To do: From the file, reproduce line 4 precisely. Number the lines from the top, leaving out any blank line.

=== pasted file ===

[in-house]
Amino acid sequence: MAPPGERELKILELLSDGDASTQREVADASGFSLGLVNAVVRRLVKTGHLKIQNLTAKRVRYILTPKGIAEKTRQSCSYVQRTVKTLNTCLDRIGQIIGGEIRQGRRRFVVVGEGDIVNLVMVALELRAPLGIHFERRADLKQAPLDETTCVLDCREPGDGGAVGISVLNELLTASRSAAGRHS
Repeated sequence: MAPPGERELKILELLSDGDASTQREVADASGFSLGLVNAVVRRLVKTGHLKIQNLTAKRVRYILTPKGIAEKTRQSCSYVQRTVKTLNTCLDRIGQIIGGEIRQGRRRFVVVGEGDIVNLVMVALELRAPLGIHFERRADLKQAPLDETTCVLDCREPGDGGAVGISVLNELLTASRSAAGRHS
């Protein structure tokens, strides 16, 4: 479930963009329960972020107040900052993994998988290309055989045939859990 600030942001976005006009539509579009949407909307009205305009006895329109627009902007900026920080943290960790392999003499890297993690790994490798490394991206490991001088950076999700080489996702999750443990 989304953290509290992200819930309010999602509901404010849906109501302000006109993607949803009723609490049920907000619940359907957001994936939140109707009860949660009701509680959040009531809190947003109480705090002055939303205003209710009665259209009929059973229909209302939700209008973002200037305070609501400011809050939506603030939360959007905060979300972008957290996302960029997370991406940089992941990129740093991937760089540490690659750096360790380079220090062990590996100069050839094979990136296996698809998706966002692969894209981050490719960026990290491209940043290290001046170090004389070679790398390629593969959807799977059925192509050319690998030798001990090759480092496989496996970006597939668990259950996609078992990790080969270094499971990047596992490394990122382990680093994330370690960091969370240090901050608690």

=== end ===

């Protein structure tokens, strides 16, 4: 479930963009329960972020107040900052993994998988290309055989045939859990 600030942001976005006009539509579009949407909307009205305009006895329109627009902007900026920080943290960790392999003499890297993690790994490798490394991206490991001088950076999700080489996702999750443990 989304953290509290992200819930309010999602509901404010849906109501302000006109993607949803009723609490049920907000619940359907957001994936939140109707009860949660009701509680959040009531809190947003109480705090002055939303205003209710009665259209009929059973229909209302939700209008973002200037305070609501400011809050939506603030939360959007905060979300972008957290996302960029997370991406940089992941990129740093991937760089540490690659750096360790380079220090062990590996100069050839094979990136296996698809998706966002692969894209981050490719960026990290491209940043290290001046170090004389070679790398390629593969959807799977059925192509050319690998030798001990090759480092496989496996970006597939668990259950996609078992990790080969270094499971990047596992490394990122382990680093994330370690960091969370240090901050608690």